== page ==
Thousands of Shi'ite Muslims held a rally in the southern Iraqi city of Basra Friday to show support for the country's draft constitution. The proposed charter is opposed by many Iraqi Sunni Arabs, and several hundred of them in the western town of Ramadi showed their displeasure Friday with a noisy demonstration of their own.
An estimated 5,000 Iraqi Shi'ites marched through the streets of Basra chanting, "yes to the constitution."
It was the largest such gathering in Iraq since the country's Shi'ite and Kurdish-dominated National Assembly adopted the charter five days ago. The event is believed to have been organized by the Supreme Council of Islamic Revolution in Iraq and the Dawa Party.
The two political entities have ties to neighboring Iran, and form the largest majority Shi'ite grouping in Iraq. They dominate the country's interim government, and their representatives played a key role in shaping the draft constitution.
But the document, which advocates a federalist arrangement for the Kurdish oil-rich north and the predominantly Shi'ite oil-rich south, is bitterly opposed by the country's minority Sunni Arabs.
The Sunnis view federalism in the constitution as a blueprint for dividing Iraq into sectarian-based, semi-autonomous regions, leaving the Sunni Arabs in the middle of the country unable to share in the country's oil wealth.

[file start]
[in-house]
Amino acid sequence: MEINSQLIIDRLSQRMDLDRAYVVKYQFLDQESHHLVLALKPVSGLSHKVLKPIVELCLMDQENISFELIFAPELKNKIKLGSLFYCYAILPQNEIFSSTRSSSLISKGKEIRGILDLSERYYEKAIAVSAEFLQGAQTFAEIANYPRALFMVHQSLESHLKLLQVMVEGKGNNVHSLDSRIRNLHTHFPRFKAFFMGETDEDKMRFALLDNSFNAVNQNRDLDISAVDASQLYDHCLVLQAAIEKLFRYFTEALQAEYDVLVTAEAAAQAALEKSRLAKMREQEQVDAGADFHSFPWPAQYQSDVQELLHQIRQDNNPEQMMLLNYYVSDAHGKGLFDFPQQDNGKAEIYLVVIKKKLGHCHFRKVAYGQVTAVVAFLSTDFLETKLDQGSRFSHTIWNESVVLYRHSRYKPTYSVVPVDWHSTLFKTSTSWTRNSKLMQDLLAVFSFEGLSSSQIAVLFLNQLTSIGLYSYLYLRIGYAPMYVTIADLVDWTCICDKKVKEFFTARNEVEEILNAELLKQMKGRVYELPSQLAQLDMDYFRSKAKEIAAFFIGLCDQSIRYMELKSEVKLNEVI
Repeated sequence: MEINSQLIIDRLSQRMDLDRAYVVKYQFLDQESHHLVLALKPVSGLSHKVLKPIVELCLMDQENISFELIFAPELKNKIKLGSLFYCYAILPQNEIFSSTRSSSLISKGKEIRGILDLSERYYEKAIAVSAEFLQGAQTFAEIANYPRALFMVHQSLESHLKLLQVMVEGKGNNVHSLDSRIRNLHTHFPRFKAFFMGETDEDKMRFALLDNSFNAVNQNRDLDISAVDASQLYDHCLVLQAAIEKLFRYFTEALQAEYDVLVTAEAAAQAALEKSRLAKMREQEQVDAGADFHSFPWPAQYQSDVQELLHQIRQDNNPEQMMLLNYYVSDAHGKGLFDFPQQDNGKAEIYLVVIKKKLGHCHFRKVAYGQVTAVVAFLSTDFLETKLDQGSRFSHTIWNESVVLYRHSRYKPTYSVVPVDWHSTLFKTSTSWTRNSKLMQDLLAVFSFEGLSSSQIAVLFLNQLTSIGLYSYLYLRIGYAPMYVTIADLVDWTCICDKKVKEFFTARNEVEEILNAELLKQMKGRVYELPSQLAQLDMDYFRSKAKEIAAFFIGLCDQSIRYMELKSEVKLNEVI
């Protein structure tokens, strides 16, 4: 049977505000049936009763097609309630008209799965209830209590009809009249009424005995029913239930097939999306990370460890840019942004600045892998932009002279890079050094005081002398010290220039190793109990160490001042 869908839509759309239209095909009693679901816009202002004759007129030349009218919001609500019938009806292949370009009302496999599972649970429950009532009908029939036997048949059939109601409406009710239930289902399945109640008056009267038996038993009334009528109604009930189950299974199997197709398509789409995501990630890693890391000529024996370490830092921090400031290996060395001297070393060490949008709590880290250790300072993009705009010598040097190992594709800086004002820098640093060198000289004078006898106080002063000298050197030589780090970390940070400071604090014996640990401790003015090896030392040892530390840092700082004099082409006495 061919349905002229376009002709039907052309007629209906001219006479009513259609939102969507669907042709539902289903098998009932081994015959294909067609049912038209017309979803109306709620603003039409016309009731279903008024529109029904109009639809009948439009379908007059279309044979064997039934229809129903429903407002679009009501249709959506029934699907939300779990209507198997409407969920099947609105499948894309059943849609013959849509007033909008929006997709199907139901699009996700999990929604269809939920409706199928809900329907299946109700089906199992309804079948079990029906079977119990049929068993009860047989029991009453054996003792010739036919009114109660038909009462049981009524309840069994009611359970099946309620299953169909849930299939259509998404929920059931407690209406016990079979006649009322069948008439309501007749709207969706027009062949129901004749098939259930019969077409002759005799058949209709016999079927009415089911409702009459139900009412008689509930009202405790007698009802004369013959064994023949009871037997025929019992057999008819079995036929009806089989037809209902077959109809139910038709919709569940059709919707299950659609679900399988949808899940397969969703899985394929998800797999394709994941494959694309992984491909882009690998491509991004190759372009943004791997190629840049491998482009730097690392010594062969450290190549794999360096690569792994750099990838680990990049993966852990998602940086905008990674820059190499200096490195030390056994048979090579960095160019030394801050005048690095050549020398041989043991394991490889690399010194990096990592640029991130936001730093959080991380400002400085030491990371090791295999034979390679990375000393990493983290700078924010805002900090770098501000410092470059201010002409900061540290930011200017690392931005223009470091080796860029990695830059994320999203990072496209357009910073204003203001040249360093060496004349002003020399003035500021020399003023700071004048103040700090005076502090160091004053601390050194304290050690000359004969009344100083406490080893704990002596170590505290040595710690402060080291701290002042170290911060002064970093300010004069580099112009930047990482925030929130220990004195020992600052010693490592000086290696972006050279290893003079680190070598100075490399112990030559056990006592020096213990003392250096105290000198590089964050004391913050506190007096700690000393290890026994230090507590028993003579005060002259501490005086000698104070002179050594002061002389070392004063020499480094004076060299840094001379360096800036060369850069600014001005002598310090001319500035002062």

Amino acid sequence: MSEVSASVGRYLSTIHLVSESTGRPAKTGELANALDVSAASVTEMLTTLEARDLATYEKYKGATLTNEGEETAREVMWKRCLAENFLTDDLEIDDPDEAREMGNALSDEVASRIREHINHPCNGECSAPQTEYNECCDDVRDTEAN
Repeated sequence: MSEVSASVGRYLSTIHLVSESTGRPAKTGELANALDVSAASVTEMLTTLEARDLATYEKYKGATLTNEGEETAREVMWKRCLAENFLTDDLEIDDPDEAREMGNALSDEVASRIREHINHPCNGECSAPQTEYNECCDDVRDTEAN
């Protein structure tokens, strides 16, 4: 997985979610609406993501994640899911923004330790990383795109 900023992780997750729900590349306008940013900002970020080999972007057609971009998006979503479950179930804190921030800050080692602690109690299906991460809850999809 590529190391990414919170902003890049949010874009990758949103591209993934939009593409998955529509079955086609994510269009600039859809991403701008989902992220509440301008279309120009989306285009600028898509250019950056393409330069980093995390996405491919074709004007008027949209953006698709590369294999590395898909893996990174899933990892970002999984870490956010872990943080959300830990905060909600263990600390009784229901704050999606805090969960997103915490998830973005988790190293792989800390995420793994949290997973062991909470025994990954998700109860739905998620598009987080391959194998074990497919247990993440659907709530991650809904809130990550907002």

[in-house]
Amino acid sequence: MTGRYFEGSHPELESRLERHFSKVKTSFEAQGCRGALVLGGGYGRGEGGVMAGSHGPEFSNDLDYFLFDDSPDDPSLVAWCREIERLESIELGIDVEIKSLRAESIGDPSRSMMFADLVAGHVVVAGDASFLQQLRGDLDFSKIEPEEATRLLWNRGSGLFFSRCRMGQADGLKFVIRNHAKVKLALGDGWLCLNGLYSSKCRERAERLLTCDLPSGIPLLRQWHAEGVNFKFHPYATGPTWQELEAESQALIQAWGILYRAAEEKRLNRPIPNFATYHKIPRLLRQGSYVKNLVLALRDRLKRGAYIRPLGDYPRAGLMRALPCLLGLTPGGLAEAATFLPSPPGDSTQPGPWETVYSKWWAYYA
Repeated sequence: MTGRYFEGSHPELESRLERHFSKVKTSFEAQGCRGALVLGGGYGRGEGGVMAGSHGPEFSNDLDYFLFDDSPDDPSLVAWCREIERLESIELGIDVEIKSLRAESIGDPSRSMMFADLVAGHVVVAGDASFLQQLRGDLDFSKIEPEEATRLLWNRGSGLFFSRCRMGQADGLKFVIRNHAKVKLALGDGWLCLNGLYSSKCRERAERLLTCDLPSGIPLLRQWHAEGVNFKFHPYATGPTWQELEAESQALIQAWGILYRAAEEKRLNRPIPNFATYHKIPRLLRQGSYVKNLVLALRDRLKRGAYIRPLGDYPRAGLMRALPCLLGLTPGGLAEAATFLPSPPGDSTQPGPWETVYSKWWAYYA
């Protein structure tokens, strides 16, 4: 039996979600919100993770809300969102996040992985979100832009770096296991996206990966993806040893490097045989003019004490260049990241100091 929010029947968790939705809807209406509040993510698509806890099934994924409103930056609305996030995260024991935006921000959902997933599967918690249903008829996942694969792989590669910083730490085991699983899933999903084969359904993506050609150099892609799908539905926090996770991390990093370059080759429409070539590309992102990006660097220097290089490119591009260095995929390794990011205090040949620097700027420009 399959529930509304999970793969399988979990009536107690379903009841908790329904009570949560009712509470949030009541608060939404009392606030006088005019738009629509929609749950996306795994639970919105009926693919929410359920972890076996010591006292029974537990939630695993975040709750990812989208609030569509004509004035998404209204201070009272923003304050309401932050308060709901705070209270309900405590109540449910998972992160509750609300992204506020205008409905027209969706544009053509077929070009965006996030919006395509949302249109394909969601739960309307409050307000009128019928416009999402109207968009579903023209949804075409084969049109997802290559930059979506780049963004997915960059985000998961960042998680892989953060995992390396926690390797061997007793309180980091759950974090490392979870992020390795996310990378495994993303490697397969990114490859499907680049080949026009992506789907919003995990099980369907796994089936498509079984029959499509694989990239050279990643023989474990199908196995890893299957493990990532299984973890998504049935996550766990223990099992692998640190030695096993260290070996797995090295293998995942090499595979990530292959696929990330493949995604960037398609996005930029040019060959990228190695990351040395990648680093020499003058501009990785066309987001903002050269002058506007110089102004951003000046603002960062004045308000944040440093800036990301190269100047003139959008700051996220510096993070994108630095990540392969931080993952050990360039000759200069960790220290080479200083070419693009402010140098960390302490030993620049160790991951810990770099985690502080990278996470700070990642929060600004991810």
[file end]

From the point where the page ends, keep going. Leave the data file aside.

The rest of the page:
Sunni Arabs have also rejected phrases in the constitution referring to Iraq as an Islamic, but not Arab, country. The omission of the word Arab was a concession to the non-Arab Kurds. But Sunnis say it threatens the nation's ties to other Arab countries in the region.
On Friday, several hundred people in the Sunni stronghold of Ramadi, in western Anbar province, staged their own demonstration against the proposed charter. The protesters urged ordinary Sunnis and Shi'ites to unite against what they perceive as a ploy by the Shi'ite politicians in government to bring Iraqis under the influence of Shi'ite Iran.
A prominent Sunni Iraqi-American activist, Hatem Mukhlis, says he believes, if the draft constitution is put before a national referendum on October 15 without any changes, it has the potential to worsen the chaos and violence in Iraq.
"A bad constitution is much worse than no constitution," he said. "The draft constitution has been disastrous, unfortunately, because there are so many points there that are not going to be acceptable to many Iraqis, let alone in Sunni areas. What we need to do is to have a draft constitution modified enough, so that everybody could accept it for this period of time, so that we can get over this period. We can get to the elections, without going through this battle of trying to knock it out."
If at least three out of Iraq's 18 provinces reject the charter in the referendum, new elections will have to be held to choose another transitional assembly, which would then have to start writing another constitution from scratch.
If Iraqis approve the draft constitution on October 15, that will pave the way for national elections on December 15 to choose a permanent government.
Some angry Sunni leaders have vowed to launch a no-vote campaign in four Sunni-dominated provinces, in an attempt to defeat the charter in the referendum. But last week, the U.S. ambassador to Iraq, Zalmay Khalilzad, suggested that further changes may be made to the document in order to win Sunni Arab approval.